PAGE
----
May 17, 1995:
A Tale of Two River Towns...
By LAWRENCE KOOTNIKOFF
Looking out over the wind-blasted, ice-covered St. Lawrence in February, you'd almost think you could skate across the snowy ice flows to Levis. Maybe that's one reason people in "la Vieille Capital," as Quebec City is known and where I spent two years, take their hockey so seriously.
Up river, younger brother Montreal is bigger, brasher and more cosmopolitan. Montreal has business, nightlife, baseball, tensions between French and English, and the storied Stanley Cup-winning traditions of les Canadiens. Quebec City has civil servants, walls and cobbled streets, the Plains of Abraham, the wide, quiet expanse of the St. Lawrence, and since 1979, les Nordiques.
The Nordiques joined the league one year before the Referendum, tapping into Quebec nationalism by literally wrapping themselves in the blue and white fleurdelise. But sixteen years later, with the P.Q. government facing defeat in Referendum II, the Nordiques may desert and move to the hockey hotbed of Denver (!?).
The situation is the same across the country in another river town, Winnipeg.
As fans rally at the legislature and organize a save-the-Jets fund, a last-minute deal to keep the team seems unlikely. It looks like both teams will head south as U.S. dollars continue their take-over of our national game. "So what?," many say. "It's a business like any other." But that's just the point. NHL hockey is not a business like any other - neither is any major league sport, for that matter.
MacMillan-Blodel, Cominco and other corporations don't sell tickets to the gallery of the stock exchange and expect non-shareholding spectators to cheer as stocks rises, or chant the name of their favourite vice-president. How many kids can name the front office staff of MCI Communications? But you can bet your little one's 6 a.m. Saturday morning practices he knows what kind of stick Pavel Bure uses, or Kirk McLean's career play-off record.
A major-league team demands our loyalty, which it needs to survive, and gets it. And in Canada, with our long, cold winters and our frozen rivers, hockey has a grip on our souls like no other sport. So let's banish this fiction that a National Hockey League franchise is no different than a widget factory or a Starbuck's coffee shop.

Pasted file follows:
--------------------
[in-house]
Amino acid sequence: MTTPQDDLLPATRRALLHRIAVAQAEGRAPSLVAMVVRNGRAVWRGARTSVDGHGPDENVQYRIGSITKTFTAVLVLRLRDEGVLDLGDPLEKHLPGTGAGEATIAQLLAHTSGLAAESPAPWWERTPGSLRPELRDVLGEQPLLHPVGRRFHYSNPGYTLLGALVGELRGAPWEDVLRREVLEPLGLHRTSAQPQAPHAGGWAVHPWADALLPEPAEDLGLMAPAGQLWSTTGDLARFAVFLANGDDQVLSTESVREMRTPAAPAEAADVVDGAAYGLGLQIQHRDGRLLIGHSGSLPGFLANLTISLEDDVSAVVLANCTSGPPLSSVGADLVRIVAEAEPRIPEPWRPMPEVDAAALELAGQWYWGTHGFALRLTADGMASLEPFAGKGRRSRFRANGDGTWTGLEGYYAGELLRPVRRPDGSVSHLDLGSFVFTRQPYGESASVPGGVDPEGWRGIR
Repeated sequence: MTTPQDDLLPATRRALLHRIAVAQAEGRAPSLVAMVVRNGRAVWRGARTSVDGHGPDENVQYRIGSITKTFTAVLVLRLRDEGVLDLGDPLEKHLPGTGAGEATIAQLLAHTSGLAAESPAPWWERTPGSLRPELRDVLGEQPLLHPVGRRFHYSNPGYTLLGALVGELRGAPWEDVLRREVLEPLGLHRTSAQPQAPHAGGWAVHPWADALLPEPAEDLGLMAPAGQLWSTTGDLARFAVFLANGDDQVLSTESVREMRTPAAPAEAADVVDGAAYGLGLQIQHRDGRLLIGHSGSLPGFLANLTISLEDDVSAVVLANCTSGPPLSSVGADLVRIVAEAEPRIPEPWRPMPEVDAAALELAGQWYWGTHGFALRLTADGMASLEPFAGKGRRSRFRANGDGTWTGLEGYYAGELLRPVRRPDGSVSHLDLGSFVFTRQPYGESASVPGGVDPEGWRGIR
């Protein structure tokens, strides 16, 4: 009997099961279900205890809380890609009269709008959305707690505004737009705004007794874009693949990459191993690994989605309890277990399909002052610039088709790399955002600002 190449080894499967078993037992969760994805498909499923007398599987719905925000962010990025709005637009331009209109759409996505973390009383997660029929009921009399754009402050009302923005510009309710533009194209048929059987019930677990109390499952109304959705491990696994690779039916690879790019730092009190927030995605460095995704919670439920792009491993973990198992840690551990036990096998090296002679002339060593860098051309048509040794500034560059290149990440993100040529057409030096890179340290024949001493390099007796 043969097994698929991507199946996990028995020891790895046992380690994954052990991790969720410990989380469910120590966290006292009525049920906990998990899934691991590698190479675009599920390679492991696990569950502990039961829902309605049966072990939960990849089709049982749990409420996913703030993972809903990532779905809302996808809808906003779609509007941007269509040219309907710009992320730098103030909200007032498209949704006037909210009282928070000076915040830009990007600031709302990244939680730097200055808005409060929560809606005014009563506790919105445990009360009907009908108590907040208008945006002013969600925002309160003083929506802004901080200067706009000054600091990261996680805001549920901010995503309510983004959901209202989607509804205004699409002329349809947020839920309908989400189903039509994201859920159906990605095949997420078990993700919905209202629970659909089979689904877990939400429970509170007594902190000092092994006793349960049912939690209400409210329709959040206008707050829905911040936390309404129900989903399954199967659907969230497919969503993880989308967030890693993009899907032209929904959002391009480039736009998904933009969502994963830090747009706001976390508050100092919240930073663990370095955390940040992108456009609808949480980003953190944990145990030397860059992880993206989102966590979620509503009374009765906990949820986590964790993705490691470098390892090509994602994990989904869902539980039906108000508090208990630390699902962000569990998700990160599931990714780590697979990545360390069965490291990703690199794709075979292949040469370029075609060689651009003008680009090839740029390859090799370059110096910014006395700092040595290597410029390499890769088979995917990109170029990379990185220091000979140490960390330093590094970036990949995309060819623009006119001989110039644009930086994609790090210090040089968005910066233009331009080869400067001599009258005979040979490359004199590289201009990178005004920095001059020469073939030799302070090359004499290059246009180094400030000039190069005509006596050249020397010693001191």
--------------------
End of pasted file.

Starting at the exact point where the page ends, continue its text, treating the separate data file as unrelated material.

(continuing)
An NHL team is as much a part of a community as a symphony, fine museums or parks. Some people think these things are a waste of money. But even in this selfish era that seems to apply the bottom line to everything we do, most of us believe they make our communities better places to live.
There are important differences, of course: parks and symphonies aren't supposed to make money, while professional hockey teams are.
But the NHL's marketing geniuses may end up outsmarting themselves: many standard business practices necessary in the rough-and-tumble private sector break down when applied to professional sports. A successful business will sometimes move to another city in search of even greater profits. Or it may produce a second-rate product to trim costs if that means more money in the owner's pockets.
But loyal hockey fans expect loyalty in return. And they soon lose interest in a team that settles for second-best: witness the decline in support for the Edmonton Oilers after Peter Pocklington decided that Wayne Gretzky, Mark Messier and the rest of that incredible championship team were "depreciating assets" rather than athletic artists at the peak of their greatness.
There's no question the NHL needs to control spiraling costs. But both owners (proof that capitalism does not necessarily favour intelligence) and players have rejected a successful formula used by professional basketball: salary caps for players and revenue sharing to aide teams in smaller cities.
Rivers run through our history, and through all our "small market" hockey towns. It may be too late for Quebec City and Winnipeg. But the NHL must find a way to keep major-league hockey in its Canadian heartland.
The NHL's future may have names like Anaheim, Tampa Bay, Atlanta and Denver, but it is also called Swift Current, Fort St. John, Trois Rivieres, and yes, Winnipeg, Quebec, Calgary and Edmonton. If professional hockey can't last in Winnipeg and Quebec, how long will it endure in Anaheim?
Abandoning hockey's heartland is not the road to prosperity. The league's bean counters ignore that at their peril.
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